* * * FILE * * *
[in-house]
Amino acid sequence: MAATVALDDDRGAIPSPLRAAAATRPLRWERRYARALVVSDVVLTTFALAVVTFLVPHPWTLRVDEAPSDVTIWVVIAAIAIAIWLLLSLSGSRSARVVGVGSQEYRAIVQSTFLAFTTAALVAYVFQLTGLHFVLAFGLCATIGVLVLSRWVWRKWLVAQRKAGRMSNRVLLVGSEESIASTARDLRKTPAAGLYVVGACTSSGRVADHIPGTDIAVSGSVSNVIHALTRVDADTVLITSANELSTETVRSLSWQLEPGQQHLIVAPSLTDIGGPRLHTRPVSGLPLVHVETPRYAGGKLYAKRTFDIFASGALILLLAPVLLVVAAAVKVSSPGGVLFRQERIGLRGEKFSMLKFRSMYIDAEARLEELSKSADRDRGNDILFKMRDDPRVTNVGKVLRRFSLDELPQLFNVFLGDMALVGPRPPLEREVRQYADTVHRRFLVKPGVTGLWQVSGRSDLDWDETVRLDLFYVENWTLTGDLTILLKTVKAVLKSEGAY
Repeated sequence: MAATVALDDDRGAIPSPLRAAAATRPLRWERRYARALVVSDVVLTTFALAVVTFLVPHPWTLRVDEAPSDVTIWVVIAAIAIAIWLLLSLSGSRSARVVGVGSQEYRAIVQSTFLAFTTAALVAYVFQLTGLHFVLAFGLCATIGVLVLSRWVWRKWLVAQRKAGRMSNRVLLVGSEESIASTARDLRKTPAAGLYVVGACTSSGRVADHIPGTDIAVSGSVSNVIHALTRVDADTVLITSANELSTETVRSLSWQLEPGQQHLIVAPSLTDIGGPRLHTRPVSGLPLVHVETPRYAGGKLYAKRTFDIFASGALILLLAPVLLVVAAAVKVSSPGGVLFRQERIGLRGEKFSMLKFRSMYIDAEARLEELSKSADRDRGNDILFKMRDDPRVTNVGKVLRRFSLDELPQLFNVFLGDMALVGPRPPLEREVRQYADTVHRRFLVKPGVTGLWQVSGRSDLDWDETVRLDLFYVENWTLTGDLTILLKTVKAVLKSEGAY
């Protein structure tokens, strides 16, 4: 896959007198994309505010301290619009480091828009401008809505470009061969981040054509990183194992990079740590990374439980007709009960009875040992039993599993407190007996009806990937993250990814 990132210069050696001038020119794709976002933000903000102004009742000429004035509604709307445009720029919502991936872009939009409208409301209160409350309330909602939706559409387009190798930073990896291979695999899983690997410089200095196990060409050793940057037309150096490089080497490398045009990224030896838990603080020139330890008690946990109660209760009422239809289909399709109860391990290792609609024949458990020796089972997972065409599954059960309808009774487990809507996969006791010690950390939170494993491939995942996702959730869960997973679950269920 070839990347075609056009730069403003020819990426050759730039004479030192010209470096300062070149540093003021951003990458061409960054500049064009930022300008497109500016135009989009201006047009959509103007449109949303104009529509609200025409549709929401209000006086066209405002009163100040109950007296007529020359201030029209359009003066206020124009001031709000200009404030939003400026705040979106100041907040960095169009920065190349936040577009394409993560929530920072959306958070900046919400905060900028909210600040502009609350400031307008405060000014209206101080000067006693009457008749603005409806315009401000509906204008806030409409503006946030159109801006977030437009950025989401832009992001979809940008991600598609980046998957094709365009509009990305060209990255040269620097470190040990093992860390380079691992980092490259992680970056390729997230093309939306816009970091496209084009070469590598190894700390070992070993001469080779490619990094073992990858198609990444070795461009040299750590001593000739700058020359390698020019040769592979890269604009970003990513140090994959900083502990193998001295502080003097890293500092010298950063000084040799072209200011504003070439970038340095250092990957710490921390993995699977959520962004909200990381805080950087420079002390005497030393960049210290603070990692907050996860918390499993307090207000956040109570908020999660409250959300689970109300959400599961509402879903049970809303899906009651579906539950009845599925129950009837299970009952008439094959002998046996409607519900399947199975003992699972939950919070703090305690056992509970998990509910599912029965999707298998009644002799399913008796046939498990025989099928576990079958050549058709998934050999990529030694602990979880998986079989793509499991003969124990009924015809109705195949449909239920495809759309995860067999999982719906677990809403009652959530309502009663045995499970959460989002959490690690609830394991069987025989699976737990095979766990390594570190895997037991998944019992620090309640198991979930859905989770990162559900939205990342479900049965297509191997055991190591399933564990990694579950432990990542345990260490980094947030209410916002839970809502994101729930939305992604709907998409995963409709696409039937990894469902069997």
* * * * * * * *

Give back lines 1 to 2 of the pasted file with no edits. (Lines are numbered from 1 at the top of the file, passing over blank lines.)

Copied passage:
[in-house]
Amino acid sequence: MAATVALDDDRGAIPSPLRAAAATRPLRWERRYARALVVSDVVLTTFALAVVTFLVPHPWTLRVDEAPSDVTIWVVIAAIAIAIWLLLSLSGSRSARVVGVGSQEYRAIVQSTFLAFTTAALVAYVFQLTGLHFVLAFGLCATIGVLVLSRWVWRKWLVAQRKAGRMSNRVLLVGSEESIASTARDLRKTPAAGLYVVGACTSSGRVADHIPGTDIAVSGSVSNVIHALTRVDADTVLITSANELSTETVRSLSWQLEPGQQHLIVAPSLTDIGGPRLHTRPVSGLPLVHVETPRYAGGKLYAKRTFDIFASGALILLLAPVLLVVAAAVKVSSPGGVLFRQERIGLRGEKFSMLKFRSMYIDAEARLEELSKSADRDRGNDILFKMRDDPRVTNVGKVLRRFSLDELPQLFNVFLGDMALVGPRPPLEREVRQYADTVHRRFLVKPGVTGLWQVSGRSDLDWDETVRLDLFYVENWTLTGDLTILLKTVKAVLKSEGAY